For my final Action Project in my math and science class (Light & Sound), we all learned about a time keeping device, I chose the pendulum.  This was an extremely interesting project, mostly because I got to research Galileo, who in my opinion is the best engineer ever.  Although this project was interesting, it was hard to figure out the math of the concept.  Building the prototype of a pendulum was equally difficult.  See my report below.


My device looks is a pendulum.  It consists of two metal poles to hole it up, and a rope with a metal bar on the end to go from side to side hitting the metal poles and making a sound.  Every one second it hits the bar, each time it hits the first bar, hits the second bar, and goes back to hitting the first bar it completes one cycle.  The math behind a pendulum is pretty simple once you figure it out:

 1 cycle equals three seconds.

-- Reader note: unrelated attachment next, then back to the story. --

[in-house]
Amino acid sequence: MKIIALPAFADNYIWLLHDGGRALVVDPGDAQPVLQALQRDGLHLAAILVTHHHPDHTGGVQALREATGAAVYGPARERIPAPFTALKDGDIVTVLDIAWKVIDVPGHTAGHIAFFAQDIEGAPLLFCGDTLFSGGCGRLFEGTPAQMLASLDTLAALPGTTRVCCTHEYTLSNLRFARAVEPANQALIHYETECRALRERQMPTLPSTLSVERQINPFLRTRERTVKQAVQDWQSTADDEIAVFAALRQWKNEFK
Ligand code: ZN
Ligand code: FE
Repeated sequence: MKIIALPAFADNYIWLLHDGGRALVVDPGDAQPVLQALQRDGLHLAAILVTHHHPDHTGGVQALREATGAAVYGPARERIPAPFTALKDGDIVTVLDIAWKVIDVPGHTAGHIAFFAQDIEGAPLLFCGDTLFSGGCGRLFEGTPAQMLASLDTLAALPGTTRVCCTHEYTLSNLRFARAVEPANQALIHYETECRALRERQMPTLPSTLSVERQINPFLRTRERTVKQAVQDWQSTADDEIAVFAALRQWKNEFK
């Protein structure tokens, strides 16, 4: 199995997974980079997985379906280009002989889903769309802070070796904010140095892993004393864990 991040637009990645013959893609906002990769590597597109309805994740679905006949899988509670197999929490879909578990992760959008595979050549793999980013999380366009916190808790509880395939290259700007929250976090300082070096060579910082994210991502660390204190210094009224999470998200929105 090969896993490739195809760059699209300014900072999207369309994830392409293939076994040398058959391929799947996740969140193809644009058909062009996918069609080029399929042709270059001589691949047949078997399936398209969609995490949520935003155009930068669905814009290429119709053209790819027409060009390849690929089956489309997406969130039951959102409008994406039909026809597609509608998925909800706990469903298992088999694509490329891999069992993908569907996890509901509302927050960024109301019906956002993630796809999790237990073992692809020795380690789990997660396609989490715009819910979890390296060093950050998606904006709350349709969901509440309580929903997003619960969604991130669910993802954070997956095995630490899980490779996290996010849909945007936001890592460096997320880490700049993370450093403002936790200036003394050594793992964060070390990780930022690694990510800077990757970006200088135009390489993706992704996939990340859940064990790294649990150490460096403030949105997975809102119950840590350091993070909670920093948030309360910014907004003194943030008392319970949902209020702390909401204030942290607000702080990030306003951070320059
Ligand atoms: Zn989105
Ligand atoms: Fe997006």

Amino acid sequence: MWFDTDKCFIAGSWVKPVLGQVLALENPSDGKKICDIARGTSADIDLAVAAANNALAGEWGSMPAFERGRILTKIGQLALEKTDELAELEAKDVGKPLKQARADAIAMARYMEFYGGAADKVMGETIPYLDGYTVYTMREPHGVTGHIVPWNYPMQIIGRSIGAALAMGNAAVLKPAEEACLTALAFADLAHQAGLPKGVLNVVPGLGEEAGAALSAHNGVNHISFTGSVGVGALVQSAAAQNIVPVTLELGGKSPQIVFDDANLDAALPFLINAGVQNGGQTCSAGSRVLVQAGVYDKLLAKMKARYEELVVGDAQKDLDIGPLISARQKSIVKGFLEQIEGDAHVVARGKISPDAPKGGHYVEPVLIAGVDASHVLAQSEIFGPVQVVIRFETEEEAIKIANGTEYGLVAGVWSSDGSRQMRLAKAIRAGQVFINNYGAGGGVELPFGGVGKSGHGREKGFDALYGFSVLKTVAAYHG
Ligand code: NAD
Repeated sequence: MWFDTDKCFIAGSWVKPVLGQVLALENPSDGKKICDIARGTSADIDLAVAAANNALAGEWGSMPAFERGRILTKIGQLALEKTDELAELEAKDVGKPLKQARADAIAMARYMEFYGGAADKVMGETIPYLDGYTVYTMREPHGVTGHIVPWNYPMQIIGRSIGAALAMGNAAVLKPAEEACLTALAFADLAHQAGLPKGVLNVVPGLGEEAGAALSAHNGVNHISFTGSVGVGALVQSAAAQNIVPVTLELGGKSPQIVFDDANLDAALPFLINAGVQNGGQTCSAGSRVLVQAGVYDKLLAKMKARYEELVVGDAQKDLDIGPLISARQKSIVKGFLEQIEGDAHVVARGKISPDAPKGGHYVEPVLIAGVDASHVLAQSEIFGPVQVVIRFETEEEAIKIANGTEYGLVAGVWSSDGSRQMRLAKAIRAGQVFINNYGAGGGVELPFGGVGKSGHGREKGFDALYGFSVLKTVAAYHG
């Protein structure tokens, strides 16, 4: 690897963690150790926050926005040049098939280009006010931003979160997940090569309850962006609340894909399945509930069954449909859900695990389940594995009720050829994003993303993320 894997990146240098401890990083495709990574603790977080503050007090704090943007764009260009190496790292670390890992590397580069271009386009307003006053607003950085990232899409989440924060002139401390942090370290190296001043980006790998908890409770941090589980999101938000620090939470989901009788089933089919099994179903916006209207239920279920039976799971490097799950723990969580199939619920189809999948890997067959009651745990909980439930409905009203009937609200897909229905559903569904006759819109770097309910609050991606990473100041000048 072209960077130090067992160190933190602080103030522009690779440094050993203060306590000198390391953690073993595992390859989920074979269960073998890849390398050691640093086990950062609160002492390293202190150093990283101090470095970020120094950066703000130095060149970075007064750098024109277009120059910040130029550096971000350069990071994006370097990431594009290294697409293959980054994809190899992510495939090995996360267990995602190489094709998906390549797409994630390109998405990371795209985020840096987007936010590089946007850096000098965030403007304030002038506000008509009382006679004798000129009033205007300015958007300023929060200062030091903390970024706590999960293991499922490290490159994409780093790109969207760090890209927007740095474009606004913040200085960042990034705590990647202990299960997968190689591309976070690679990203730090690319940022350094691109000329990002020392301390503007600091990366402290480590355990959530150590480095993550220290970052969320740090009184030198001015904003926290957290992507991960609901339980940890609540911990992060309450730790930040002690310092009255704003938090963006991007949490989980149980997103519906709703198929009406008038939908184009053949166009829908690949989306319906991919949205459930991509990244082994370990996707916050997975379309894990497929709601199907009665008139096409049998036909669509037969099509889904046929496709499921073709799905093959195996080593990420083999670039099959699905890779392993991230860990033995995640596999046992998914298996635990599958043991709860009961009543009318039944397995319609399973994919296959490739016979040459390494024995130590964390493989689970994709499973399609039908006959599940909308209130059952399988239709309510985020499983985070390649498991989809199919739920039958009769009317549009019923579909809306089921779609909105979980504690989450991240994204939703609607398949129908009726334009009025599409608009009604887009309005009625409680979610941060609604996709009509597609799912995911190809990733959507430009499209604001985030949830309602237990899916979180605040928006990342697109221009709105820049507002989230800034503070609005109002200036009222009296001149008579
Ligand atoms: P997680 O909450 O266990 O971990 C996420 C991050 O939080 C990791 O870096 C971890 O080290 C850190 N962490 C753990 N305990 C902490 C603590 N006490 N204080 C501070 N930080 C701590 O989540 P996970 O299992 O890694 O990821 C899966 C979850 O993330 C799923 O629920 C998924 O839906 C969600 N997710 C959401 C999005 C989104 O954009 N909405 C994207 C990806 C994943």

30 cycles equals one minute.
1,800 cycles is one hour

X = Cycle
Z = Seconds

10x = 30z
100x = 300z

In 1602, The Italian scientist Galileo Galilei studied the property of a pendulum. Galileo discovered the crucial property that makes pendulums useful as timekeepers, called isochronism; the period of the pendulum is approximately independent of the amplitude or width of the swing. The pendulum is an extremely key device in history for timekeeping. When Galileo invented it, it was instantly a famous and amazing idea. It goes on forever all by itself and requires very few materials. When technology wasn’t available back in the 1600’s, a sundial was the most precise timekeeping device.

“Cleveland Museum of Natural History.” Foucault Pendulum. N.p., n.d. Web. 06 Mar. 2013.
Drake, Stillman. “Galileo at Work: His Scientific Biography”. Mineola, NY: Dover Publications, 2003. Print.
“The History of the Pendulum.” Bukisa. N.p., n.d. Web. 06 Mar. 2013.